David Bourget (Western Ontario)
David Chalmers (ANU, NYU)
Rafael De Clercq
Jack Alan Reynolds
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Res Publica 11 (1):1-10 (2005)
This paper considers issues raised by Elizabeth Anderson's recent critique of the position she terms luck egalitarianism. It is maintained that luck egalitarianism, once clarified and elaborated in certain regards, remains the strongest egalitarian stance. Anderson's arguments that luck egalitarians abandon both the negligent and prudent dependent caretakers fails to account for the moderate positions open to luck egalitarians and overemphasizes their commitment to unregulated market choices. The claim that luck egalitarianism insults citizens by redistributing on the grounds of paternalistic beliefs, pity and envy, and by making intrusive and stigmatizing judgments of responsibility, fails accurately to characterize the luck egalitarians rationale for redistribution and relies upon luck egalitarians being insensitive to the danger of stigmatization (which they need not be). The luck egalitarian position is reinforced by the fact that Anderson's favoured conception of equality, democratic equality, is counterintuitively indifferent to all unchosen inequalities, including intergenerational inequalities, once bare social minima are met.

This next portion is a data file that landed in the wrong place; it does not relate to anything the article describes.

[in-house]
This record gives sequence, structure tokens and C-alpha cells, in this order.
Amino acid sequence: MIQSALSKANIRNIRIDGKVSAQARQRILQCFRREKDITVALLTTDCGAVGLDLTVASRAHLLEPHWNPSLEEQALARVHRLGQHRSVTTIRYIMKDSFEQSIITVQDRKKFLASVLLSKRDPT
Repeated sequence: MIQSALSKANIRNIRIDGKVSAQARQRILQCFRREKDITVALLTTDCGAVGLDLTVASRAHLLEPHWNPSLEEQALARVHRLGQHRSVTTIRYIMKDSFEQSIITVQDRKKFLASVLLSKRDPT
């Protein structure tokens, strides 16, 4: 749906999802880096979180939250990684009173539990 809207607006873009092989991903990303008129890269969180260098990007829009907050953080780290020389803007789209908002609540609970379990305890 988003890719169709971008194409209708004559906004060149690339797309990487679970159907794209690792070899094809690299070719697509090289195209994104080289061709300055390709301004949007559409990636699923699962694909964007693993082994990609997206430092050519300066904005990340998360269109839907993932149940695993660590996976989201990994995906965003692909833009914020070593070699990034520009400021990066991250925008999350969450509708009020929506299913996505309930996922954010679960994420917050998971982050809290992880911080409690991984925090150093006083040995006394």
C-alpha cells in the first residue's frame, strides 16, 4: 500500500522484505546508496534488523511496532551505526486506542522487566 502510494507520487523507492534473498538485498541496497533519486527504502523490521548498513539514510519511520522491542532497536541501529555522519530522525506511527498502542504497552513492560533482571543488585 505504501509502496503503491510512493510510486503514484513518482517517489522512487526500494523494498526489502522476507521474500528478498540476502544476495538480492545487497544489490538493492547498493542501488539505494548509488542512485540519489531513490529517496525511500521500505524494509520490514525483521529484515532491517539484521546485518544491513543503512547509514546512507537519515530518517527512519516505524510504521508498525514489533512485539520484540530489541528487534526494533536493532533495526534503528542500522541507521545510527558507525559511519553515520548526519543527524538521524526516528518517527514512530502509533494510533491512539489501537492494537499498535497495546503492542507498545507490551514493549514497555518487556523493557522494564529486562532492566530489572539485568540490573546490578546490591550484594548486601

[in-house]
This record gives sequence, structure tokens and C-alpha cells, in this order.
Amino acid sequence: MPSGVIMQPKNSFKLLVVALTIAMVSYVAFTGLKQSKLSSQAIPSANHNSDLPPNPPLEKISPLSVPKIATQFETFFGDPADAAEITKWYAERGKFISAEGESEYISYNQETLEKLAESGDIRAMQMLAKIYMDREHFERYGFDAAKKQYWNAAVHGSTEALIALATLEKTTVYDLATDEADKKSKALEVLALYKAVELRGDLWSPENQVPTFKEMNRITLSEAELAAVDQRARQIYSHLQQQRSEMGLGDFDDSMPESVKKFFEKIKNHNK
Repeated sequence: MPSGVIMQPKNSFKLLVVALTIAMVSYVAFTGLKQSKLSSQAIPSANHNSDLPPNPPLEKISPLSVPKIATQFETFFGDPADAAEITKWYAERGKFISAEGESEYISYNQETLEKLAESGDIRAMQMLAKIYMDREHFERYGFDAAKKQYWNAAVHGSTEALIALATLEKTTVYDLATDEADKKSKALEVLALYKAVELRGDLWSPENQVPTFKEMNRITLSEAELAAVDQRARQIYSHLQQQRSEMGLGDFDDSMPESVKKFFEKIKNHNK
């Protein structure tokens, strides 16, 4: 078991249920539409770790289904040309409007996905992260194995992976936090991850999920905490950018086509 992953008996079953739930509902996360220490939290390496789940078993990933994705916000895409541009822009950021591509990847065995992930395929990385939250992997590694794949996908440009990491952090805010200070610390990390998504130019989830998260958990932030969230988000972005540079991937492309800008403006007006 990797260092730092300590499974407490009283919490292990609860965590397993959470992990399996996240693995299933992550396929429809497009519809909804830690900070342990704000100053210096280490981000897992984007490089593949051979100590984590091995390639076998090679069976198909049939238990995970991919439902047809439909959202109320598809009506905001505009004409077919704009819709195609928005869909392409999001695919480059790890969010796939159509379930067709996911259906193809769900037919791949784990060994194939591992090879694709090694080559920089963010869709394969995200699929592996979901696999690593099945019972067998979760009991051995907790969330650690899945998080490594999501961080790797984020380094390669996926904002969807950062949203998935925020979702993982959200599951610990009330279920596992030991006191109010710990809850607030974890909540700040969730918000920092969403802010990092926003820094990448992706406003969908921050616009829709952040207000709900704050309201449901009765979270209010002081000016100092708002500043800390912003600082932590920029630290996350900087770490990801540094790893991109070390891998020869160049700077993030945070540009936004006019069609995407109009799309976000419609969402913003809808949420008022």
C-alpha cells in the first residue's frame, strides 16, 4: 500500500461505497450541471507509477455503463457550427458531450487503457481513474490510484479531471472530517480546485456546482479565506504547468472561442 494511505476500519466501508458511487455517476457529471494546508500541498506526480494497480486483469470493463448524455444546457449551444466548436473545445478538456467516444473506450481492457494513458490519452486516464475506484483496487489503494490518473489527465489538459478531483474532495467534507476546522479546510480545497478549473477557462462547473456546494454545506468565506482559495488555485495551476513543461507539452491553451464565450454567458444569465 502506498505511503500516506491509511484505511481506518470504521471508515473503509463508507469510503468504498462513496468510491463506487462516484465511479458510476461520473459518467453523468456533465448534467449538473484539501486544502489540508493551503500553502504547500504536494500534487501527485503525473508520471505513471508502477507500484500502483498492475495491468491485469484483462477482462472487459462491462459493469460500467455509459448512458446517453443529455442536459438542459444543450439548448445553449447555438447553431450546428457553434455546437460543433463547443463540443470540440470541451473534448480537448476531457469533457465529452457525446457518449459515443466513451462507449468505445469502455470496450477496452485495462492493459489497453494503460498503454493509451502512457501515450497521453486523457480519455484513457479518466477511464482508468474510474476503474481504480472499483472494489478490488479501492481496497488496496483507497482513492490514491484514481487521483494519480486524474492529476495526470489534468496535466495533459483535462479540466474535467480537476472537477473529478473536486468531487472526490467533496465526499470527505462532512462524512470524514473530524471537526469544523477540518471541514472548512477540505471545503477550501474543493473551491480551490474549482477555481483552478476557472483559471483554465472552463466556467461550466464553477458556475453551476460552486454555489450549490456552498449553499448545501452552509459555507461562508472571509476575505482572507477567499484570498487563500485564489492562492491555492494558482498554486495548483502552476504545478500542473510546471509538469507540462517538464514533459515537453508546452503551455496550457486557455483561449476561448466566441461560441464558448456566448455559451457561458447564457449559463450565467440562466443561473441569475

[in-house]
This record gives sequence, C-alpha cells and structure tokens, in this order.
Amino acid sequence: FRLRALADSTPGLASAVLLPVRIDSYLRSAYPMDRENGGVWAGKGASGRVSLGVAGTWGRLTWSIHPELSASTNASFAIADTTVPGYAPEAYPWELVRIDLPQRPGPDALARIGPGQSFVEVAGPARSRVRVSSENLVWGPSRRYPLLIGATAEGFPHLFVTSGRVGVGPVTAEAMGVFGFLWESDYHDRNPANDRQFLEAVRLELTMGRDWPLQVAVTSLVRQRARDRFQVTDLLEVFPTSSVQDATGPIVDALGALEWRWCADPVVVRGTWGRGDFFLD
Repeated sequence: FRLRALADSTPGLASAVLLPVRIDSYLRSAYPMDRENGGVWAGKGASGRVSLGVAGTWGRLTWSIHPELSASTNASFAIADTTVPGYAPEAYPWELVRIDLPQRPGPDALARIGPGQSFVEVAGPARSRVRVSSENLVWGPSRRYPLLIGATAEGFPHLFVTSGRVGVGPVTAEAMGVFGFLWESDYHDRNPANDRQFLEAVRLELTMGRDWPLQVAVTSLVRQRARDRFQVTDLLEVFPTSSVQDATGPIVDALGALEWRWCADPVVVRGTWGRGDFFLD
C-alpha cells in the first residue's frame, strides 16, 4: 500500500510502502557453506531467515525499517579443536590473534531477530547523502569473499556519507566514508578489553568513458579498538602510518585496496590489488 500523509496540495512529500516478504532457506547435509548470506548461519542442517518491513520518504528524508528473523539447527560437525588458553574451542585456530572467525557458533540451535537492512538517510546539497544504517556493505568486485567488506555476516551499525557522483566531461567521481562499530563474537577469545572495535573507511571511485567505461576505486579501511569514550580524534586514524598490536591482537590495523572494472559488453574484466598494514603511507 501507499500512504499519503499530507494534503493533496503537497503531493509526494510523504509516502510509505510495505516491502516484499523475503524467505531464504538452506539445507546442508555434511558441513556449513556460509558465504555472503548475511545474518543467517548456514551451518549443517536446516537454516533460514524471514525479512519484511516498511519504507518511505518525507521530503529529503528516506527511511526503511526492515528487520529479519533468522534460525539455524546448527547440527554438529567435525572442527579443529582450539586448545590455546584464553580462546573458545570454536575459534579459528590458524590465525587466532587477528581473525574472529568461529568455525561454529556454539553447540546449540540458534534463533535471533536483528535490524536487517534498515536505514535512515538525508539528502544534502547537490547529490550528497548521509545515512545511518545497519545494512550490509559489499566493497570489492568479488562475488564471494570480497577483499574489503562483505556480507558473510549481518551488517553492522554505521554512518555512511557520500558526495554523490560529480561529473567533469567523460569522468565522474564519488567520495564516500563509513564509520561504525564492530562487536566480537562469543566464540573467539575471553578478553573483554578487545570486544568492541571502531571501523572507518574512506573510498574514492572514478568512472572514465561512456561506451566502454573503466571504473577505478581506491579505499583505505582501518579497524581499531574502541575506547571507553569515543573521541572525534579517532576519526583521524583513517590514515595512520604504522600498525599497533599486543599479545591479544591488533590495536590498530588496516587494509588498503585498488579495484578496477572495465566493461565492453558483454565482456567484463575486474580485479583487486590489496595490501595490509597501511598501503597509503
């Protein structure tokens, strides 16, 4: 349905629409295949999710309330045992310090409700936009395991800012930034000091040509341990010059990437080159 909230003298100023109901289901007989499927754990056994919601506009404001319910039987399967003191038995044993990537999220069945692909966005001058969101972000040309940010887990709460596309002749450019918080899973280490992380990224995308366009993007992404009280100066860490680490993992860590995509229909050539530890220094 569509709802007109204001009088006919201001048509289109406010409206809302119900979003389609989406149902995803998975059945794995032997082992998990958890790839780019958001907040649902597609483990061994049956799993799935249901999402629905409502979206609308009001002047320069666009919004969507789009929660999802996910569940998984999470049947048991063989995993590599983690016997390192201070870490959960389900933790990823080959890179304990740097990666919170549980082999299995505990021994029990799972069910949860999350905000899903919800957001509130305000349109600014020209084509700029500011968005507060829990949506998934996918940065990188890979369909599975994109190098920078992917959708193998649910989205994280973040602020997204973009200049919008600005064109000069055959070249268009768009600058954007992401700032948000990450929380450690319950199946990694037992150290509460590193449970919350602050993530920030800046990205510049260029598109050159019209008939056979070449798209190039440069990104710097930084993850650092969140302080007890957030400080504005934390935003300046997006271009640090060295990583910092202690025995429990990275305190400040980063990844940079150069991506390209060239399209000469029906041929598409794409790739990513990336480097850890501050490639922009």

|Keywords||distributive justice Elizabeth Anderson equality luck egalitarianism option luck paternalism pity responsibility Ronald Dworkin social insurance|
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References found in this work BETA
R. J. Arneson (1999). Equality of Opportunity for Welfare Defended and Recanted. Journal of Political Philosophy 7 (4):488–497.
Richard Arneson (2000). Welfare Should Be the Currency of Justice. Canadian Journal of Philosophy 30 (4):497-524.
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Citations of this work BETA
Tony Fitzpatrick (2008). From Contracts to Capabilities and Back Again. Res Publica 14 (2):83-100.
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